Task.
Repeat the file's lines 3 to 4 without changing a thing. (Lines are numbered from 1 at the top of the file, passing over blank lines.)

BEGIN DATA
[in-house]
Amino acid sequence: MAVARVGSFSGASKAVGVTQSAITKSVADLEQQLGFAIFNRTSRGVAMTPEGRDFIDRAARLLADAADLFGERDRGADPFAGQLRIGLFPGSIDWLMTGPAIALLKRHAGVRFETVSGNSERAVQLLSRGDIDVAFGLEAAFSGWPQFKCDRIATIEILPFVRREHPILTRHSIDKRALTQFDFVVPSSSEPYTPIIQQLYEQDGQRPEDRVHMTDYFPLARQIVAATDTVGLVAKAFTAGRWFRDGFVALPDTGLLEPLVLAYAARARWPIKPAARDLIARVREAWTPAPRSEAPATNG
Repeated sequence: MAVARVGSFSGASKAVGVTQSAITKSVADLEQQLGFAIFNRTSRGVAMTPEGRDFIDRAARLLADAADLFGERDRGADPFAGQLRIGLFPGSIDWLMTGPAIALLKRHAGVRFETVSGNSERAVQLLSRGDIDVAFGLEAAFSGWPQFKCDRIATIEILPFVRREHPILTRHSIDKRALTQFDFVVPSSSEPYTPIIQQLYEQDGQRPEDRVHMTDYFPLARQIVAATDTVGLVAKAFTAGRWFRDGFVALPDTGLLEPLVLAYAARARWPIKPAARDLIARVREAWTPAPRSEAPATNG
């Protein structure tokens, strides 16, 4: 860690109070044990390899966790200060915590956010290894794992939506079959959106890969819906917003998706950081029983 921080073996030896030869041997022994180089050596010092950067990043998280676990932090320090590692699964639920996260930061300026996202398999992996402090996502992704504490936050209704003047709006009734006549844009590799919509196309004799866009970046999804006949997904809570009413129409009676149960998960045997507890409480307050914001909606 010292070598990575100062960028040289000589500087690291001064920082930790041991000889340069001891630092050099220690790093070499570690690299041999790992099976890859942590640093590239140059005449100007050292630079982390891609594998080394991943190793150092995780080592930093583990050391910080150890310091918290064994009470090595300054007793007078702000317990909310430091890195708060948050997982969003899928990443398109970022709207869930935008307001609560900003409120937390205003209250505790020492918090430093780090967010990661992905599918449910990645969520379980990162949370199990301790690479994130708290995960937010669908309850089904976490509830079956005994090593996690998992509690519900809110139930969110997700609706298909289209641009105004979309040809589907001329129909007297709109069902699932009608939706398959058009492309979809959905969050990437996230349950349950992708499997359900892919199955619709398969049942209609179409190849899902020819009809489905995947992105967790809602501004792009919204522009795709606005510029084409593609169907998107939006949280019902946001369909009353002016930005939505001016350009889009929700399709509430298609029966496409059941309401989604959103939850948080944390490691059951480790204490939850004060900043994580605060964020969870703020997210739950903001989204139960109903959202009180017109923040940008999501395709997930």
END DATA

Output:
Repeated sequence: MAVARVGSFSGASKAVGVTQSAITKSVADLEQQLGFAIFNRTSRGVAMTPEGRDFIDRAARLLADAADLFGERDRGADPFAGQLRIGLFPGSIDWLMTGPAIALLKRHAGVRFETVSGNSERAVQLLSRGDIDVAFGLEAAFSGWPQFKCDRIATIEILPFVRREHPILTRHSIDKRALTQFDFVVPSSSEPYTPIIQQLYEQDGQRPEDRVHMTDYFPLARQIVAATDTVGLVAKAFTAGRWFRDGFVALPDTGLLEPLVLAYAARARWPIKPAARDLIARVREAWTPAPRSEAPATNG
């Protein structure tokens, strides 16, 4: 860690109070044990390899966790200060915590956010290894794992939506079959959106890969819906917003998706950081029983 921080073996030896030869041997022994180089050596010092950067990043998280676990932090320090590692699964639920996260930061300026996202398999992996402090996502992704504490936050209704003047709006009734006549844009590799919509196309004799866009970046999804006949997904809570009413129409009676149960998960045997507890409480307050914001909606 010292070598990575100062960028040289000589500087690291001064920082930790041991000889340069001891630092050099220690790093070499570690690299041999790992099976890859942590640093590239140059005449100007050292630079982390891609594998080394991943190793150092995780080592930093583990050391910080150890310091918290064994009470090595300054007793007078702000317990909310430091890195708060948050997982969003899928990443398109970022709207869930935008307001609560900003409120937390205003209250505790020492918090430093780090967010990661992905599918449910990645969520379980990162949370199990301790690479994130708290995960937010669908309850089904976490509830079956005994090593996690998992509690519900809110139930969110997700609706298909289209641009105004979309040809589907001329129909007297709109069902699932009608939706398959058009492309979809959905969050990437996230349950349950992708499997359900892919199955619709398969049942209609179409190849899902020819009809489905995947992105967790809602501004792009919204522009795709606005510029084409593609169907998107939006949280019902946001369909009353002016930005939505001016350009889009929700399709509430298609029966496409059941309401989604959103939850948080944390490691059951480790204490939850004060900043994580605060964020969870703020997210739950903001989204139960109903959202009180017109923040940008999501395709997930």